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Published 08 January 2013 08:27, Updated 14 January 2013 07:23
One of Australia’s leading smartphone and tablet app developers believes this will be the year business apps built for Google’s Android operating system become “first class citizens” alongside those for Mac devices.
Danny Gorog, director of Outware Mobile, says businesses who take their online presence seriously will need to invest in native apps for iPhone, iPad and Android devices.
“This time last year people were only asking for Mac apps,” says Danny Gorog, director of Outware Mobile. “But now we’re being asked to do native iPhone, native iPad and Android apps. I see in a year’s time Android will be as big as iOS for our business.”
The Melbourne-based company was Australia’s top performer in Deloitte’s Fast 500 list for the Asia-Pacific, and is on track to record 300 per cent annual revenue growth in the 2013 financial year. It designed the country’s most popular sports app, AFL Live, as well as building apps for SEEK, Sensis, NIB and a range of government departments.
Industry research group IDC says Android had a 75 per cent share of the smartphone market in the third quarter of last year, with Apple’s iOS second at 15 per cent. But the success of Google’s rivalry with Apple can be hard to gauge because its Android system is available across a much greater array of price points, including cheap, entry-level phones.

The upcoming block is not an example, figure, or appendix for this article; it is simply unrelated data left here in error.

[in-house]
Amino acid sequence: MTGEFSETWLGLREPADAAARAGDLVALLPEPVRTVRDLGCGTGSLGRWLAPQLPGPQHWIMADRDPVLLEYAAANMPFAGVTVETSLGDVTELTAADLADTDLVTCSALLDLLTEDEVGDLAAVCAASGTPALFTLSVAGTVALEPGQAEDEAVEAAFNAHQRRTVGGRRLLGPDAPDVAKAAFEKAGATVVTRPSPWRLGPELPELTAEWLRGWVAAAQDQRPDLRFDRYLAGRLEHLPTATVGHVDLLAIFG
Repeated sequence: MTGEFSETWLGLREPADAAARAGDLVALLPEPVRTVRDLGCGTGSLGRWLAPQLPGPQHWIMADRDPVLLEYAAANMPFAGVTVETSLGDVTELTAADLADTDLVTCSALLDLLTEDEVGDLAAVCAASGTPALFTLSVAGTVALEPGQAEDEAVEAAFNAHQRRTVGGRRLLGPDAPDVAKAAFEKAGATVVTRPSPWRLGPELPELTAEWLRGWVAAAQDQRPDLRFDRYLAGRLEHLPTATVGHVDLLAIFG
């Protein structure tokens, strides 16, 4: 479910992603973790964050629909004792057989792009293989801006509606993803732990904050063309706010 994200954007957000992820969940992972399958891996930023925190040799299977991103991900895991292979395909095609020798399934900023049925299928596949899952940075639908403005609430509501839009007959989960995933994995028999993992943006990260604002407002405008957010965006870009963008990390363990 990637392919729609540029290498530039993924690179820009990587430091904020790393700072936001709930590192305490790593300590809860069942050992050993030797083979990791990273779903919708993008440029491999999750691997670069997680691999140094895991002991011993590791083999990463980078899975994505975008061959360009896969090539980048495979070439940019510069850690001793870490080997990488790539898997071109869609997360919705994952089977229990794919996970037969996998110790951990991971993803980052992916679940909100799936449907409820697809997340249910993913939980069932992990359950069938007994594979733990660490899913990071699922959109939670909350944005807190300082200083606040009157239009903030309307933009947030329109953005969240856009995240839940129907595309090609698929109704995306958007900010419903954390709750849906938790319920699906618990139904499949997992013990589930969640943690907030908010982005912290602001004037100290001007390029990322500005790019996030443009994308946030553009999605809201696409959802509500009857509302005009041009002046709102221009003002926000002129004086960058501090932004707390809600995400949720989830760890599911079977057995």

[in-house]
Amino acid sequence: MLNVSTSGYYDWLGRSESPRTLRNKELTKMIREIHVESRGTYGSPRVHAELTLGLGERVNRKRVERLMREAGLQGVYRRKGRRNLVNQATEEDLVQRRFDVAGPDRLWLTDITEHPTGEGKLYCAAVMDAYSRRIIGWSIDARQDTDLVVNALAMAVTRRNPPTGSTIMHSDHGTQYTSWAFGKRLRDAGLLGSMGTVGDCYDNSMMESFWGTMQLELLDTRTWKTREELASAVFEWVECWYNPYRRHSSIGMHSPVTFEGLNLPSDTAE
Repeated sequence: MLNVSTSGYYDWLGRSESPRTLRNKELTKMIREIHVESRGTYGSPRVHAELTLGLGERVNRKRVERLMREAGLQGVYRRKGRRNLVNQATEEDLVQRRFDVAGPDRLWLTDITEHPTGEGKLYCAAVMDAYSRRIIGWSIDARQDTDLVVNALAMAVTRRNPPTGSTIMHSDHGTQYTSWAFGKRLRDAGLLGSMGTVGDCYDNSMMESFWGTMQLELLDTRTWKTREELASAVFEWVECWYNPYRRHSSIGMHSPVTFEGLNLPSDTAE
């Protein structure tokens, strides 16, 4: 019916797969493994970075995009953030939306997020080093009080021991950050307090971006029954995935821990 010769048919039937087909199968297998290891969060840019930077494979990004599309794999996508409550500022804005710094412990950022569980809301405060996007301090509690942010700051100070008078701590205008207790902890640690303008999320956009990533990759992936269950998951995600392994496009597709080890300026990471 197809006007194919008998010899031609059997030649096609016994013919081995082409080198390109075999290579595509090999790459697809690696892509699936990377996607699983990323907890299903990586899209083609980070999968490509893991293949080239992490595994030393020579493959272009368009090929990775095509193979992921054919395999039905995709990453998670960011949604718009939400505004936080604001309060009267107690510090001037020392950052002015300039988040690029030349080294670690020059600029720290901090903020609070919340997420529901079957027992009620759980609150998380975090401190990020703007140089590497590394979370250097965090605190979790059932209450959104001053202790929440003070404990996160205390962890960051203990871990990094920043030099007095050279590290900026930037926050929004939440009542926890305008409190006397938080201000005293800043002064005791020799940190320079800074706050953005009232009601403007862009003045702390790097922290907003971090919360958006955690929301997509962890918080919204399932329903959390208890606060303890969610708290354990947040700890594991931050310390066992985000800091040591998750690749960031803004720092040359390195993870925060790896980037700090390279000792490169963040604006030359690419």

Gorog says Android devices like Samsung’s highly-regarded Galaxy models have only recently helped Android gain ground on more expensive phones.
“That sort of change has only been in the last six to 12 months,” Gorog says. “It takes that long for businesses to get their act together. Now is the time they are investing in building apps for those platforms. It took the iPhone to have millions of sales before they decided to start building native apps.”
Despite Android’s commanding lead in terms of the number of handsets that use it, Gorog says the overall quality of iOS apps is still “much higher”. This owes in part to the much lower requirements Google has for companies wishing to submit apps. He says businesses find it easier to charge users for iOS apps rather than providing them for free. But that is set to change.
“I think what’s happening in general is Google are making it much easier for consumers to buy apps, and there are more quality apps coming to market. As a business you will want to make sure you have quality native apps on all the platforms.
“Android will become a first class citizen, treated with the same regard as iOS is being treated now.”
He said there was “no interest in Blackberry”, although Microsoft’s Windows Mobile could potentially challenge the two market leaders.
He said Samsung’s decision to launch devices that run on Tizen, a rival mobile system backed by Intel and Vodafone that could reduce its reliance on Google, could backfire.
“I’m sceptical,” Gorog says. “It takes a lot of effort to build a successful platform. Companies like Samsung are not traditionally good at doing that and Intel have tried that on a number of occasions and failed.”